turing complete with a stack of 0xdeadbeef

Writing

I mostly write about Swift, Objective-C, iOS, open source, and other software development topics. Sometimes I write about the ethics of tech, labor, and politics. I also write satire pieces, personal essays, and notes on what I'm currently reading.

Swift concurrency hack for passing non-sendable closures

Uncheck yourself before you wreck yourself 05 June 2024
Updated: 05 June 2024

If you have attempted to adopt Swift Concurrency in your codebase, you have certainly needed to address dozens — likely, hundreds — of warnings and errors. Sometimes the issues can be resolved by addressing them directly. That is, your code was incorrect and you simply have to fix it to make it correct. In other scenarios, the resolution is not so straightforward. In particular, it is difficult to satisfy the compiler when working with APIs that you do not own that have not been updated for concurrency. Or, you may have found yourself in a situation where you know your code is correct, but the compiler is unable to verify its correctness — either because of a few remaining bugs in Swift Concurrency, or because you are using @preconcurrency APIs.

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Workaround: Xcode deletes Package.resolved file and produces 'missing package product' errors

29 May 2024
Updated: 30 May 2024

More and more Apple Platform developers are migrating away from CocoaPods in favor the Swift Package Manager, which is Apple’s first-party tool for managing and integrating dependencies. While it is still not quite a complete replacement for CocoaPods, it is getting closer. Unfortunately, SwiftPM’s integration with Xcode still has a number of shortcomings, even though it was introduced with Xcode 11 — 4 years ago. The worst bug is that Xcode frequently and randomly deletes the Package.resolved, which in turn produces dozens or hundreds of 'missing package product' errors. Here’s how I’ve worked around this bug on a team I work on.

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The curious case of Apple's third-party SDK list for privacy manifests

29 April 2024
Updated: 30 April 2024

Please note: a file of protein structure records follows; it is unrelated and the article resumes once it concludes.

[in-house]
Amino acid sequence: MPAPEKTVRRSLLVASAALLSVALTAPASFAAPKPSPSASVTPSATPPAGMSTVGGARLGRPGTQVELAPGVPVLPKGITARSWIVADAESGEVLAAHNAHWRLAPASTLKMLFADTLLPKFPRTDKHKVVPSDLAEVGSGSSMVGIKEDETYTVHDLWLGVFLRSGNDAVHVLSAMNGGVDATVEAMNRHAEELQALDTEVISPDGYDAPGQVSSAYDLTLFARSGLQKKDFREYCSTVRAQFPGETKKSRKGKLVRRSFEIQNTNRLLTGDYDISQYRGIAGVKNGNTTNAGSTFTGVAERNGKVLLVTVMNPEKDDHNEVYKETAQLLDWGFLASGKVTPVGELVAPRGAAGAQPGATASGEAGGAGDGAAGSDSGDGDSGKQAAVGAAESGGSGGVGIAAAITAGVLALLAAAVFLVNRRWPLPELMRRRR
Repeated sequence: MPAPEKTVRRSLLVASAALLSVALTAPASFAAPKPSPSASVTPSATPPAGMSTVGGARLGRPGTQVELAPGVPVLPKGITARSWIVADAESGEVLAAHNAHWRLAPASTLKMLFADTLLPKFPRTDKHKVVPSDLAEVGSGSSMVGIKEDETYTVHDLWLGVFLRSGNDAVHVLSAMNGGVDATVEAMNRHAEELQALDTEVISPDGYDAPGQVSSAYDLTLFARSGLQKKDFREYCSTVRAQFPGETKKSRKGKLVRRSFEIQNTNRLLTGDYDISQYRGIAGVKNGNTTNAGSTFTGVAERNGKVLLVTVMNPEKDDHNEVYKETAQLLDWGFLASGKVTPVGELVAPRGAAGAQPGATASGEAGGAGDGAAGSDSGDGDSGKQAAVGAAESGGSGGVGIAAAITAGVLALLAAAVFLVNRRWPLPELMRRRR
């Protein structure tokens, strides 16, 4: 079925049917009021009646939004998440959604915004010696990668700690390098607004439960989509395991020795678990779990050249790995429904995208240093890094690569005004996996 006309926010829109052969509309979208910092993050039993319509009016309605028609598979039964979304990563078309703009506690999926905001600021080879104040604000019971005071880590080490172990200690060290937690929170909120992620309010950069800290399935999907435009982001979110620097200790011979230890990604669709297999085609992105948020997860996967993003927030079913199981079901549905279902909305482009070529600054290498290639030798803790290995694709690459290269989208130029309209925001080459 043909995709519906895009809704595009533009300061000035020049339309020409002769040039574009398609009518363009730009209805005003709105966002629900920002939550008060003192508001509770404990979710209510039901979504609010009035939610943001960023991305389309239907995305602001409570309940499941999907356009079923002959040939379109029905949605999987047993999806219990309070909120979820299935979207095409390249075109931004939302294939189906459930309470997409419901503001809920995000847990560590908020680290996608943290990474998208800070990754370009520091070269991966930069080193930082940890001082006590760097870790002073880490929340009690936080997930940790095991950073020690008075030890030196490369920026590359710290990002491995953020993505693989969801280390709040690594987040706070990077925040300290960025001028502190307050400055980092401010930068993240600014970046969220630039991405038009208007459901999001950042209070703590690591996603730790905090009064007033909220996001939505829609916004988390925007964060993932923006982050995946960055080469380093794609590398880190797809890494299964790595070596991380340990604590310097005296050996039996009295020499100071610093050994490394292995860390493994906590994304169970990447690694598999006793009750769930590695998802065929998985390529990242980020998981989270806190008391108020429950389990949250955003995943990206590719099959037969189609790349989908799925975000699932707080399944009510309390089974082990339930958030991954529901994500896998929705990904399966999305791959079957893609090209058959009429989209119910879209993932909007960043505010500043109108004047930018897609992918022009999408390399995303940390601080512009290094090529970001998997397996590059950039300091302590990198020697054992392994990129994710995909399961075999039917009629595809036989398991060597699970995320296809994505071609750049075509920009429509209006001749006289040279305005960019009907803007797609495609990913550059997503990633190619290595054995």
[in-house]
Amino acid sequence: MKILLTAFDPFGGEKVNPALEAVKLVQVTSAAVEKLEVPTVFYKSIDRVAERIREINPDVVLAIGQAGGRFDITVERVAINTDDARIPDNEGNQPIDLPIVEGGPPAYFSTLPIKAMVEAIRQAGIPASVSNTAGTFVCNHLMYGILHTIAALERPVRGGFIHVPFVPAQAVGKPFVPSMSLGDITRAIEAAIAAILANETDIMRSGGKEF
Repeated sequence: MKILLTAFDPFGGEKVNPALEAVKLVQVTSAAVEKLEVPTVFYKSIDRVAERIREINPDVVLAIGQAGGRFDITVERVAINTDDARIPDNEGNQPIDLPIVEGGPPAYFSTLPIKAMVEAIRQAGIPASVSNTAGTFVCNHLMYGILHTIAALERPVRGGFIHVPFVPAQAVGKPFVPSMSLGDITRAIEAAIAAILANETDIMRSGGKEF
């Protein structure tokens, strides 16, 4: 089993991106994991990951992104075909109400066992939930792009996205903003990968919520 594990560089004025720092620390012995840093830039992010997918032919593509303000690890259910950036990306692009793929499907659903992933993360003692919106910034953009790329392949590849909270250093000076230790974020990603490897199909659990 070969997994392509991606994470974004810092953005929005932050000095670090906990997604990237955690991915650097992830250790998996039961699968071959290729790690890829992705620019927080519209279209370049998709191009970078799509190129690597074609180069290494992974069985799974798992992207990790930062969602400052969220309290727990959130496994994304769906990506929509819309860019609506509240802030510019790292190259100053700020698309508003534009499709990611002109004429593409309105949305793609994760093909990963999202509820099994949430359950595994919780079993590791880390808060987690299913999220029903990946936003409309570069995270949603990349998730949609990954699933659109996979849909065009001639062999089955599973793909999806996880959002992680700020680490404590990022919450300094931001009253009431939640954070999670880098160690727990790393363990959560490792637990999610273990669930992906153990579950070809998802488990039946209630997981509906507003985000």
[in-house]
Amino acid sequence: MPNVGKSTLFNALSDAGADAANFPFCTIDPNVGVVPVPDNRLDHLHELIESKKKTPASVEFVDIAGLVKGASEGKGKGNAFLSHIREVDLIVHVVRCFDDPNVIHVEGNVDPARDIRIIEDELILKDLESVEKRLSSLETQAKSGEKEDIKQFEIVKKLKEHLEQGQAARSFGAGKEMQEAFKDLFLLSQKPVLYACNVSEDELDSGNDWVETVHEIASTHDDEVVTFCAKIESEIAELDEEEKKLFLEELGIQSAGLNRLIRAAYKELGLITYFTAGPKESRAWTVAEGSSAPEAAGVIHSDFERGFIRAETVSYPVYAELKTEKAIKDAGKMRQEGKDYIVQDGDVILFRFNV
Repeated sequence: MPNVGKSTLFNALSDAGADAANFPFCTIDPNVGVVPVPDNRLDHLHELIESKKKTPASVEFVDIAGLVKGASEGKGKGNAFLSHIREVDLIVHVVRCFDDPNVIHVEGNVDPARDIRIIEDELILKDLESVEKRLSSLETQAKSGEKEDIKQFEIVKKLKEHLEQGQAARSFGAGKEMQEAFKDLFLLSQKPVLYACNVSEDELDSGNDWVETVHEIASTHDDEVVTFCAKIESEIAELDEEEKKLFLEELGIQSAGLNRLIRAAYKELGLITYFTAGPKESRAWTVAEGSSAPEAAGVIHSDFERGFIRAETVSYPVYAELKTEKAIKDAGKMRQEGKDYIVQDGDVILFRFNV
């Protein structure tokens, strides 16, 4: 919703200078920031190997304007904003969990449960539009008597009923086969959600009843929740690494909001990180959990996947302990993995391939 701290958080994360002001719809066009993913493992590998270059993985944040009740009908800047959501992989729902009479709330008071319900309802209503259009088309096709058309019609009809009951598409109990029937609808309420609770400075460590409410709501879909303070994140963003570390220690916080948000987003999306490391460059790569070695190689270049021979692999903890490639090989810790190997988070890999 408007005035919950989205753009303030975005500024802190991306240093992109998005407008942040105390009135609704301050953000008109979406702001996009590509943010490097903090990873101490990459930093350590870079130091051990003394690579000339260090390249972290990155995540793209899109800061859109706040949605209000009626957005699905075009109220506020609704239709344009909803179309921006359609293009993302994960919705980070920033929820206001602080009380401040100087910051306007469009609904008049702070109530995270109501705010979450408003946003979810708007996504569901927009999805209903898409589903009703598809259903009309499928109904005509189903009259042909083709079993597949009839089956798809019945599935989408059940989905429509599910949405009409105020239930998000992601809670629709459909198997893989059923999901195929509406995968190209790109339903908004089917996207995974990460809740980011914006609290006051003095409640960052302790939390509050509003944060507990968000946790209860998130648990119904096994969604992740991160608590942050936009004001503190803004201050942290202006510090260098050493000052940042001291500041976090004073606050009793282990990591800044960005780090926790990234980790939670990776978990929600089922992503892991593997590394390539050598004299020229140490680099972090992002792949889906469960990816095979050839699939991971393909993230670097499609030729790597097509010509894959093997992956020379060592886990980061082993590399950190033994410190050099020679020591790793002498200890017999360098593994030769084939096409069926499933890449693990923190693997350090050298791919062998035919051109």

At last year’s WWDC, Apple introduced privacy manifests. They recently sent out a reminder that the deadline for complying with these new requirements is May 1. Privacy manifests expand on the previously introduced privacy “nutrition labels” that are self-reported by developers and displayed on the App Store. Developers must start including a privacy manifest in their apps by the aforementioned deadline, but what’s more interesting is that Apple is, for the first time, imposing these new privacy rules on third-party SDKs as well. Even more interesting is the list of SDKs that Apple has published, which, upon inspection is quite bizarre.

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A simple fastlane setup for solo indie developers

22 January 2024

I recently setup fastlane for one of my indie apps, Taxatio, to automate uploading builds and metadata to the App Store — by far, one of the most tedious tasks of app development. While I had used fastlane extensively before when working on teams at companies, I had never actually set it up from scratch. In this post, I want to share how to do that, as well as a lightweight configuration that I think works well for solo indie developers — folks on a team of one!

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Swift protocol requirement quirks

17 January 2024

Perhaps “quirks” is not the correct description, but I recently encountered some unexpected behavior when modifying a protocol in Swift. While I was initially slightly confused, how Swift handles protocol requirements does make sense — conformances are more lenient than you might think!

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App Store screenshot requirements need to change

16 January 2024